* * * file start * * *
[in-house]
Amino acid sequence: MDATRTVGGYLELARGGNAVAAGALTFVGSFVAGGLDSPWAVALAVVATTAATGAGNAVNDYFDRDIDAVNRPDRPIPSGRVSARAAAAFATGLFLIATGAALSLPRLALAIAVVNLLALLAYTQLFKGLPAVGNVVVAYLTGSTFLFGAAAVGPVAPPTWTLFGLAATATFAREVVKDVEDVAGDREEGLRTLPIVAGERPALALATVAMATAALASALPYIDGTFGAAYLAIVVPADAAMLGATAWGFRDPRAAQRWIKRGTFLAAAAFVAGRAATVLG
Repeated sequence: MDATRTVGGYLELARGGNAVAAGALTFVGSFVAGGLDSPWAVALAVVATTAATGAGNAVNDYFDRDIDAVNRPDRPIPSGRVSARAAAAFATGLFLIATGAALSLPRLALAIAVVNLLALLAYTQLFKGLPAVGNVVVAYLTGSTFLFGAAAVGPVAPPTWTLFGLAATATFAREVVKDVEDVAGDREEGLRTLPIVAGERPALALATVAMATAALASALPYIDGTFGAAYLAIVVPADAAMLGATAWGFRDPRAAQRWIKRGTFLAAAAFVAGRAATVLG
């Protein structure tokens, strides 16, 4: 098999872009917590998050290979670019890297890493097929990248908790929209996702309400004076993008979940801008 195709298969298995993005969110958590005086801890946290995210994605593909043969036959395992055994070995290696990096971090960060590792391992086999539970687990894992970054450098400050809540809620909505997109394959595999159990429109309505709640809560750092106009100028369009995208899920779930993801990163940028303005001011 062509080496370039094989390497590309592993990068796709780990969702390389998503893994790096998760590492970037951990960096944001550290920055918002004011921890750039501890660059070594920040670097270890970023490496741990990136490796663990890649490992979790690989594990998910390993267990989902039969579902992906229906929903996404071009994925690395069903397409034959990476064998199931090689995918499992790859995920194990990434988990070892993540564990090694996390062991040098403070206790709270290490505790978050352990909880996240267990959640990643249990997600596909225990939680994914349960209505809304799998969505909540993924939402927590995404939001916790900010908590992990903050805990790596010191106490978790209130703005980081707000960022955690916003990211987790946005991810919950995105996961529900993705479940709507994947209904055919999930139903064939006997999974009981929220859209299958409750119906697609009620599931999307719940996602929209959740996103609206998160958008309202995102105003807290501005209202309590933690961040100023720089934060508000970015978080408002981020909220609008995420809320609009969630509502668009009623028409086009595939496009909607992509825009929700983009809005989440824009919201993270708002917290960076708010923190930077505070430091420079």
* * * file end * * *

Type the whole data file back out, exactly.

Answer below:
[in-house]
Amino acid sequence: MDATRTVGGYLELARGGNAVAAGALTFVGSFVAGGLDSPWAVALAVVATTAATGAGNAVNDYFDRDIDAVNRPDRPIPSGRVSARAAAAFATGLFLIATGAALSLPRLALAIAVVNLLALLAYTQLFKGLPAVGNVVVAYLTGSTFLFGAAAVGPVAPPTWTLFGLAATATFAREVVKDVEDVAGDREEGLRTLPIVAGERPALALATVAMATAALASALPYIDGTFGAAYLAIVVPADAAMLGATAWGFRDPRAAQRWIKRGTFLAAAAFVAGRAATVLG
Repeated sequence: MDATRTVGGYLELARGGNAVAAGALTFVGSFVAGGLDSPWAVALAVVATTAATGAGNAVNDYFDRDIDAVNRPDRPIPSGRVSARAAAAFATGLFLIATGAALSLPRLALAIAVVNLLALLAYTQLFKGLPAVGNVVVAYLTGSTFLFGAAAVGPVAPPTWTLFGLAATATFAREVVKDVEDVAGDREEGLRTLPIVAGERPALALATVAMATAALASALPYIDGTFGAAYLAIVVPADAAMLGATAWGFRDPRAAQRWIKRGTFLAAAAFVAGRAATVLG
């Protein structure tokens, strides 16, 4: 098999872009917590998050290979670019890297890493097929990248908790929209996702309400004076993008979940801008 195709298969298995993005969110958590005086801890946290995210994605593909043969036959395992055994070995290696990096971090960060590792391992086999539970687990894992970054450098400050809540809620909505997109394959595999159990429109309505709640809560750092106009100028369009995208899920779930993801990163940028303005001011 062509080496370039094989390497590309592993990068796709780990969702390389998503893994790096998760590492970037951990960096944001550290920055918002004011921890750039501890660059070594920040670097270890970023490496741990990136490796663990890649490992979790690989594990998910390993267990989902039969579902992906229906929903996404071009994925690395069903397409034959990476064998199931090689995918499992790859995920194990990434988990070892993540564990090694996390062991040098403070206790709270290490505790978050352990909880996240267990959640990643249990997600596909225990939680994914349960209505809304799998969505909540993924939402927590995404939001916790900010908590992990903050805990790596010191106490978790209130703005980081707000960022955690916003990211987790946005991810919950995105996961529900993705479940709507994947209904055919999930139903064939006997999974009981929220859209299958409750119906697609009620599931999307719940996602929209959740996103609206998160958008309202995102105003807290501005209202309590933690961040100023720089934060508000970015978080408002981020909220609008995420809320609009969630509502668009009623028409086009595939496009909607992509825009929700983009809005989440824009919201993270708002917290960076708010923190930077505070430091420079």